Indeed, finding a balance between the judiciary, executive and legislative power with its citizens is a significant demand when battling for social justice. This justice sometimes is proposed without taking into consideration geographical and cultural characteristics, resulting in prevailing social disorder. For instance, recently, after the Arab Spring, the western basis of politics has not been useful either beneficial for countries like Syria and Egypt, affected by a traumatic civil war and an extremist Muslim government respectively. China is another example of a complex system that has its development neither because of its legal system nor the financial system. Yet, it has one of the fastest-growing economies, according to professor Franklin Allen of Wharton School at the University of Pennsylvania.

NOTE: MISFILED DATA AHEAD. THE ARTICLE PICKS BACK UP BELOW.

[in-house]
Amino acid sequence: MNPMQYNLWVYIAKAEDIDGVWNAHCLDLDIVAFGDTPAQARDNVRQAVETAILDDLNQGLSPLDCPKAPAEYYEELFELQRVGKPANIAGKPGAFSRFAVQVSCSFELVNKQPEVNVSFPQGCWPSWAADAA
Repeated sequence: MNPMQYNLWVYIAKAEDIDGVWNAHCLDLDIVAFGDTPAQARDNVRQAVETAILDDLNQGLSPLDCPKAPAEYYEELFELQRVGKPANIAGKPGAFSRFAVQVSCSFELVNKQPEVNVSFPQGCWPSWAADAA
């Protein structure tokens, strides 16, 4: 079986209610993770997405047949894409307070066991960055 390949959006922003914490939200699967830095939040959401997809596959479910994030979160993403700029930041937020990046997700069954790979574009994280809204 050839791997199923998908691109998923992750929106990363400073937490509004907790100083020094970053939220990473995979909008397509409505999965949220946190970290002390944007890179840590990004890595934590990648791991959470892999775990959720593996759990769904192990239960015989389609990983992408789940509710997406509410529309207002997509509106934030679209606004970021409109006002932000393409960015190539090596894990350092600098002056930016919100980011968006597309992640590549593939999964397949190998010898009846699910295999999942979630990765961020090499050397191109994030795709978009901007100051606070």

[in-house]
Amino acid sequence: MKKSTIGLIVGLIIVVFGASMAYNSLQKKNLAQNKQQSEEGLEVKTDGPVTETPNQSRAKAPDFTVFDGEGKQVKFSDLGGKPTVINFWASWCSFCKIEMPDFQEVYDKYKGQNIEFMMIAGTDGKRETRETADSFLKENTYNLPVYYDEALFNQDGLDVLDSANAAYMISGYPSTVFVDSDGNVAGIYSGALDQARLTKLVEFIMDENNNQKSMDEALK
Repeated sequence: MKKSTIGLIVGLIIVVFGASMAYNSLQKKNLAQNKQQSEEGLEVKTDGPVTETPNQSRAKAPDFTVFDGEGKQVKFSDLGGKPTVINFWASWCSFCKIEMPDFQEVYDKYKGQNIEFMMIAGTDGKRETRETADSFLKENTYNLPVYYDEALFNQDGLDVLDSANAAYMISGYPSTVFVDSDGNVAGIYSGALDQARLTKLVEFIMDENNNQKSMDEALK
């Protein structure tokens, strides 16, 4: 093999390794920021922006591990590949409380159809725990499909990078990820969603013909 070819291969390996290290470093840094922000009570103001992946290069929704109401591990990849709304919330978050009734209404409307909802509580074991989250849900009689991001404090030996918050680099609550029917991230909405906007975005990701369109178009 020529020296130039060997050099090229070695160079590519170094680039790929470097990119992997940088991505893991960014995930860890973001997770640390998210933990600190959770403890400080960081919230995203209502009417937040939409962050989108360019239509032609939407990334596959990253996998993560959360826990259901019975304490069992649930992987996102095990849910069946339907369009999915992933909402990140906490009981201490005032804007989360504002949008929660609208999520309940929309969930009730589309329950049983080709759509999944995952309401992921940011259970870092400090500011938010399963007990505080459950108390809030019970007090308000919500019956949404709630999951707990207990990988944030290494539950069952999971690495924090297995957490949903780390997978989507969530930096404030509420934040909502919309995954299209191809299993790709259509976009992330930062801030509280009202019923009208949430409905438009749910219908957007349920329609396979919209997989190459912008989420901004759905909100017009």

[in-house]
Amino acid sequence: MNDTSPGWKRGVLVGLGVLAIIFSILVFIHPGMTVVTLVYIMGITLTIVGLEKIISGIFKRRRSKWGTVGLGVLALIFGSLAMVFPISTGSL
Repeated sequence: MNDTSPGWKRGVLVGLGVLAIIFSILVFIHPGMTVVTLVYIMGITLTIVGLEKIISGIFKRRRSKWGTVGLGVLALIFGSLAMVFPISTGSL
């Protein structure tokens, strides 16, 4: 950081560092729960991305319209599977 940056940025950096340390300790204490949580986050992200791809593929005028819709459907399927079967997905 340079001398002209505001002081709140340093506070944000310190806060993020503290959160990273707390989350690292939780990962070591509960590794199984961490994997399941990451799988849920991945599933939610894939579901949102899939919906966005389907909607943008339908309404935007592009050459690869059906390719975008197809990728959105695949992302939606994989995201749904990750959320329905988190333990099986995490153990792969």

Although the scenario seems controversial and unreasonable, some features can help better Global Governance for real social justice. First, support the twenty Sustainable Development Goals (SDGs) proposed by the United Nations. They are a good starting point for generations who seek plural governance now and those who will come in the future. Undoubtedly, the proposed SDGs came under many studies of scholars around the world; these goals were introduced because they are considered indispensable if humans desire an equal society, different from the one that has been experiencing inequality highly since the first industrial revolution. The urgency of applying these progressist plans stresses the necessity for the world not to waste any more minute. Second, investigate the ethics of leaders who are running for power. There is no possibility of a successful government with positive developed ideas if the person in charge is contrary to fundamental humans rights. Taking into account two political personalities of the last two years is possible to prove the management unpreparedness — Trump’s and Bolsonaro’s administration. In Brazil, in 2019 during August, there have been massive burns in a significant part of the Amazon rainforest; this act was unbelievable. Still, for many Brazilians, these terrible outcomes were foreseen. In his campaign, Bolsonaro denied global Climate change. On the other part of America, Trump indicated a very controversial judge for the Supreme Court of Justice, Brett Kavanaugh, even if Kavanaugh has compelling allegations of sexual assaults. Trump’s discourses were never carrying much about social justice, resulting during his mandate on characters who share the same chaotic values as him.